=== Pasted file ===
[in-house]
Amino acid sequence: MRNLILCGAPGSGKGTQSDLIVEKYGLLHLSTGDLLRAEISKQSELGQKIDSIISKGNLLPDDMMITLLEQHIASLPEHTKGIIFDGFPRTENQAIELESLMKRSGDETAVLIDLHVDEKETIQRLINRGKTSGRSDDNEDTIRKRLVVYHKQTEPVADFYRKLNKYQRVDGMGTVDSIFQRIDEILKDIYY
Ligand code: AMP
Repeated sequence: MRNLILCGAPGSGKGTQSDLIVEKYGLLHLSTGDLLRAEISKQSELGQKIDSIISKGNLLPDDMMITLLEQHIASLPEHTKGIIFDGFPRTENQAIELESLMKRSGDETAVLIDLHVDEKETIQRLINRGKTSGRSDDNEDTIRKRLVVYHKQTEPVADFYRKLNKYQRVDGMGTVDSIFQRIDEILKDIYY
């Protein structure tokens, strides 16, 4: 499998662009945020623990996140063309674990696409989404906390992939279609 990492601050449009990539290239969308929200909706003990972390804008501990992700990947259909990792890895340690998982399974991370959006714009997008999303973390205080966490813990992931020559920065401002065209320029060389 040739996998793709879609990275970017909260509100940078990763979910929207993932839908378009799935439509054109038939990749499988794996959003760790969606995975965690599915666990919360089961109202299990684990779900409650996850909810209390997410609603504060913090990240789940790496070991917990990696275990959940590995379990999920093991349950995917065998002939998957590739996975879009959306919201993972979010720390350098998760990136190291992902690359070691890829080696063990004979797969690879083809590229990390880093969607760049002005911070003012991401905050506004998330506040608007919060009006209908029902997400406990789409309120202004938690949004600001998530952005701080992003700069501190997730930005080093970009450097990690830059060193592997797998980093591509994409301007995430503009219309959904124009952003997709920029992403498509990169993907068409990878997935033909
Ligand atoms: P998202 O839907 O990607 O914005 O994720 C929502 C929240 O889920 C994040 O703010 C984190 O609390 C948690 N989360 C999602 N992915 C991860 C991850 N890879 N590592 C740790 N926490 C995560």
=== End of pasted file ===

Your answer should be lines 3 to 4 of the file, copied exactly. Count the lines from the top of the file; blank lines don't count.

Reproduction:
Ligand code: AMP
Repeated sequence: MRNLILCGAPGSGKGTQSDLIVEKYGLLHLSTGDLLRAEISKQSELGQKIDSIISKGNLLPDDMMITLLEQHIASLPEHTKGIIFDGFPRTENQAIELESLMKRSGDETAVLIDLHVDEKETIQRLINRGKTSGRSDDNEDTIRKRLVVYHKQTEPVADFYRKLNKYQRVDGMGTVDSIFQRIDEILKDIYY